Starting with a fascinating look at the fashions, gang violence and dare culture (e.g. playing ‘chicken’ in cars) of the time this wheels out the same professor, who appears in a number of these information films, who talks about the actual origins of LSD (originally discovered as part of a study into migraines) and their effects, such as freeze-framing time, remembering forgotten traumas, and seeing extra vivid colours and face-melts. Apparently 1 ounce of LSD can give 3,000 doses.
LSD – 25 (26:35 mins)
An interesting film that talks in more general terms about LSD and about its influence on wider culture and flags up the fact that at the time there was a lot of misinformation written about it by ‘fright-bores’, the Sixties version of ‘Cancel Culture’ types. The film is narrated from the perspective of LSD, which is quite a clever idea. The music for the short is ‘Round, Round’ by Jonathan King – yes, that’s the same guy who used to host Entertainment USA before going down for various sex offences.
Narcotics the decision: Goofballs and Tea (26.44 mins)
This film tells the story of one middle-class teenage lass, who, feeling ignored by her folks, turns to drugs to make up the growing void in her life. Starting with weed, she’s soon groomed and gets into harder drugs. Sadly, she finally turns to murder to get money to find her increasingly expensive habit. Quite interesting from a layman’s point of view – For example, I didn’t realise that cotton wool is used as a filter when injecting heroin and that heroin is also classed as a depressant.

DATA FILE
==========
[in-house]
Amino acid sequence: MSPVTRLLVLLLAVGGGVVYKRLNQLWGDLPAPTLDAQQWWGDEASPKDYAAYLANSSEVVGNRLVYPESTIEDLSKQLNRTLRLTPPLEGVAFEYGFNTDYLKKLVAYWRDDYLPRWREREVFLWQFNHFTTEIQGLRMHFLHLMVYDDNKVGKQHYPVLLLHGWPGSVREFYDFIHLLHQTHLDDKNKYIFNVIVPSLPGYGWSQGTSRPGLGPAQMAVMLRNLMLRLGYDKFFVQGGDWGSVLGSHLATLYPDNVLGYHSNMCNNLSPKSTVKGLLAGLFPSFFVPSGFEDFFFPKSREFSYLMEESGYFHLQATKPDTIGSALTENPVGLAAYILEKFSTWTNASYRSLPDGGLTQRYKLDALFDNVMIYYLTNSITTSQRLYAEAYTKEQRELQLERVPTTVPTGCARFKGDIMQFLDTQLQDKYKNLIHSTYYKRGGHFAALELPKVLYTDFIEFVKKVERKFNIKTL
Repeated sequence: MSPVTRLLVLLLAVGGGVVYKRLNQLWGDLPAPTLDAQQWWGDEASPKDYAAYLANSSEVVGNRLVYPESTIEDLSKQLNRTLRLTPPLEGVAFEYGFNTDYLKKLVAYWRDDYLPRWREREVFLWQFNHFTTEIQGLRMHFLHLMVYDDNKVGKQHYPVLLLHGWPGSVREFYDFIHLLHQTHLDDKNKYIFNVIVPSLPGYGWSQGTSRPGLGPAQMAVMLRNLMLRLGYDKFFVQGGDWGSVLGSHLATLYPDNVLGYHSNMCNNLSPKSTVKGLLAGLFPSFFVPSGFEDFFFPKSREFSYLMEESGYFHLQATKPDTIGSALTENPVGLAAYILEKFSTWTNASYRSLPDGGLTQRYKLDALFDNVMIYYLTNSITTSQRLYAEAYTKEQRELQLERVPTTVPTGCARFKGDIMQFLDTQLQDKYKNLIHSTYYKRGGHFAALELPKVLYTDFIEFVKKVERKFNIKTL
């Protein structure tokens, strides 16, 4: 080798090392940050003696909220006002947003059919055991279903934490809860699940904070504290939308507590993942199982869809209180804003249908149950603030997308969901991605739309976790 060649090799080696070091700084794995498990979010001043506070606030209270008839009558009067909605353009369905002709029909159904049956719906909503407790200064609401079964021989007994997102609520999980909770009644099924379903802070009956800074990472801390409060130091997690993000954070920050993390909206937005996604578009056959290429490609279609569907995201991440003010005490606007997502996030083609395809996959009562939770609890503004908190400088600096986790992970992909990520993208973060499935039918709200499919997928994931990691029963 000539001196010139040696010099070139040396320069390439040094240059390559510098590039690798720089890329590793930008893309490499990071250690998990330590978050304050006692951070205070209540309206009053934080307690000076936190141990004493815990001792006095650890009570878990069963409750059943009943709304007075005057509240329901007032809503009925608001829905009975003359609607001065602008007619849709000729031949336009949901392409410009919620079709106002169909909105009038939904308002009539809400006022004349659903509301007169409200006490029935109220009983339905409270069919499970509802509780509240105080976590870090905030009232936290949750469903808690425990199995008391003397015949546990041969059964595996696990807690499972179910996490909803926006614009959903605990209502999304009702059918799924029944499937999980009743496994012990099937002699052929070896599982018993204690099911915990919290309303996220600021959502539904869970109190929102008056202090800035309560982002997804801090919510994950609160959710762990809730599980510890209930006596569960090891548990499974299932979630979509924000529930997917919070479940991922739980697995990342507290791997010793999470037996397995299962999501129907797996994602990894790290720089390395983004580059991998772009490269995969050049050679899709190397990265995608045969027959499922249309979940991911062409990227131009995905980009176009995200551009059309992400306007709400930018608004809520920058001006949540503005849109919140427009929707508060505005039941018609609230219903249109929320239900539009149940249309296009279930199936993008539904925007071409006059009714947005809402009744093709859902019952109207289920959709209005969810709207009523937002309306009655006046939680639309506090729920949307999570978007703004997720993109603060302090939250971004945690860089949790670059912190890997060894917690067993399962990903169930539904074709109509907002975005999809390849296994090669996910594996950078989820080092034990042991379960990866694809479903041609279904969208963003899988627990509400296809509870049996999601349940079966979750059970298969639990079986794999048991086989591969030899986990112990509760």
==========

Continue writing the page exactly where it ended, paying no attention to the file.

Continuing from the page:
None for the road (9.59 mins)
A man, who was sentenced to prison for drunk driving, tells his rather melancholic story. Basically he and his wife have to leave a party early, but he’d been drinking cocktails and then accidentally hits a small child on the way home. The man and his wife finally have to sell their house to pay for the increasing debts. A sobering tale…
The Trip Back (27.27 mins)
Florrie Fisher is a woman in her mid-fifties who’s spent much of her life in prison for either consuming or selling drugs, or her body and stolen goods, to pay for them. Here she’s filmed giving a talk at a New York school explaining the dangers of getting into drugs, using her own life as an example of how a few bad decisions can destroy your life early on. She was an intelligent Jewish, middle class young woman when she first started down her path of misery, so her main point is that it can happen to anyone. She does say one thing that’s wrong though and that is that drugs are legal in the UK – clearly she’d never visited Britain!
Users are losers (17.07 mins)
A coming of age short set in a school where one lad is tempted into drugs, but is then given some good advice by another older boy who takes him under his wing and tries to steer him away from easy temptation. The film also touches on environmental pollution as a metaphor for what drugs do to your body.
Overall this compilation of public information films from a gone by era is fascinating stuff to be sure, although it does get somewhat repetitive if you’re watching it in just one or two sittings. Definitely worth checking out if you’re interested in American social history and/or the drug scene during the Sixties and early Seventies.
- Drug Stories, Narcotic Nightmares and Hallucinogenic Hellrides (78 mins): A kind of compilation full-length documentary featuring most of the above public information films soldered together, although it opens with some new footage. So we get to see the likes of Users are Losers and The Trip Back all over again – yah!